12. The TSX index has recovered somewhat nicely since the final day of tax loss selling (Dec 24th). Unfortunately, I still think this rally can be a head-fake because the bad economic news continues to pour onto the news on a daily basis. People are still getting laid off work left and right – ultimately, that can’t be good for stock markets if these unemployed have to pull cash out of their investments to pay their bills and such.

    Heck, I could be completely wrong and the entire world’s economy could turn on a dime all of a sudden. The stock market may not have a direct correlation with the economy, which is another thesis that someone can have against my outlook as well. But when it comes down to throwing down my hard earned cash on a big bet, I’m not willing to bet my on an sustained rally at this point in time.

    That said, bonds are WAY overbought right now. 20-yr Government of Canada bonds trading at a 4.5% yield? Who in their right mind would want to lock in that low of a yield for 20 years?!

  13. Phil: I believe the stock market is generally thought to be ahead of the real economy. It started going down before all the job cuts, and it could start going back up before they’re done. After all if companies reduce their costs successfully doesn’t that increase their future prospects? (the other questions is how many large companies are actually managing this challenge effectively, which remains to be seen)

    Less jobs can mean less spending though, which hurts profitability in some industries.

  14. Jordan: You are very lucky that most of your assets were not in equities when the market correction occurred. I am biting my tongue and rebalanced, because I cannot afford to loose out on a potential rebound. My understanding of systematic risk seems to be limited, but I am doing more research and reading nowadays and it seems to help.

    No one knows what will happen in 2009, but from what I read, people are projecting that there will be a huge rebound in the first half and depending on the economic data, there might be another 50% correction in the second half.

    Are you comfortable with understanding and managing systematic risk if you are using index funds and fundamental index funds? ETFs are mutual funds, but I read authors suggesting that ETFs are a whole different animal. Anyways, jumping to 85% equity weighting right now may not be a good idea if the answer is no.

    I think starting at 50%/50% will be the best bet. I know that when I started investing, my initial asset allocation was 25%/75%.

    By the way, nothing to be sorry about. Peter Bernstein is a famous economist, investor, and author, but in the diy financial blogging world, Bernstein usually refers to William Bernstein due to the popularity of The Four Pillars of Investing.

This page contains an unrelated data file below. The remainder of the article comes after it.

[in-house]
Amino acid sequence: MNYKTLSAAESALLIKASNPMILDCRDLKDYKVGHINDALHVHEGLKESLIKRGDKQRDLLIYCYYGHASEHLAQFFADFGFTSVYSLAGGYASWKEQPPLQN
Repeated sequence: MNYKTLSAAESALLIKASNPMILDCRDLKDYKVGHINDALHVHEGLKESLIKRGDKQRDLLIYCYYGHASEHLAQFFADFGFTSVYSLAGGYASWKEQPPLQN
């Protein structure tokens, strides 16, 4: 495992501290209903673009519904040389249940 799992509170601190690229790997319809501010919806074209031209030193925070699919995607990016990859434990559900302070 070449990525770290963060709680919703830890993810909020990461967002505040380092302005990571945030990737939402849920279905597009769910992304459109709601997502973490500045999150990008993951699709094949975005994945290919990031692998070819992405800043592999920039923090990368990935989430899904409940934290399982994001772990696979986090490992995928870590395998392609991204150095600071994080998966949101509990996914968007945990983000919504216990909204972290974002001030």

15. Hi everyone, I have to weigh in again, because the bond-talk is getting out of hand! (Not really, I am just being dramatic.)

    Specifically, I see a lot of highly conservative asset allocation suggestions, with respect to bonds. I just can’t get my head around knowingly banishing such a large part of an investment portfolio to chronically weak returns. I wasted years with an overly conservative asset allocation in bonds, and while a good part of my money languished in bonds, barely matching inflation, my smaller allocation to stock investments powered forward.

    My point is that for a long term investor, bonds are nothing more than a drag on returns. Historically, bond performance barely keeps up with inflation and isn’t particularly tax efficient (if you are buying bonds directly outside of an RRSP). That is not where I want to have any of my money. It becomes “lazy” money, so to speak. Buying bonds is tantamount to trying not to lose too badly, rather than trying to win.

    Just my $0.02…at 2% interest.

    TEMPLE

  16. Temple: I have no problem with an aggressive allocation, but one has to be aware of the risks involved and potential ways of managing those risks. Index funds and etf are tools not a magic solution to high equity returns. If there is a strong rebound, selling equity is probably a good idea.

    Jordan: Continued from last post. I recalled you said previously that you will be buying a house in Vancouver in a few years. The money that you want to buy a house needs to be in safe place, which is not the stock market. 0 inflation or even deflation are likely scenarios in the next two years and I know one of the major bank offer a 4.00% 2 year GIC. 4.00% real return annually with zero credit risk (first 100,000 is insured by Government of Canada) is not bad.

    Historically speaking, there were times where stock dividend yields were higher than bond yields for extended period of time (Four Pillars of Investing mentioned this). If that becomes the case in future, then there might a large room for further correction in the global stock market.

  17. Hi EconStudent,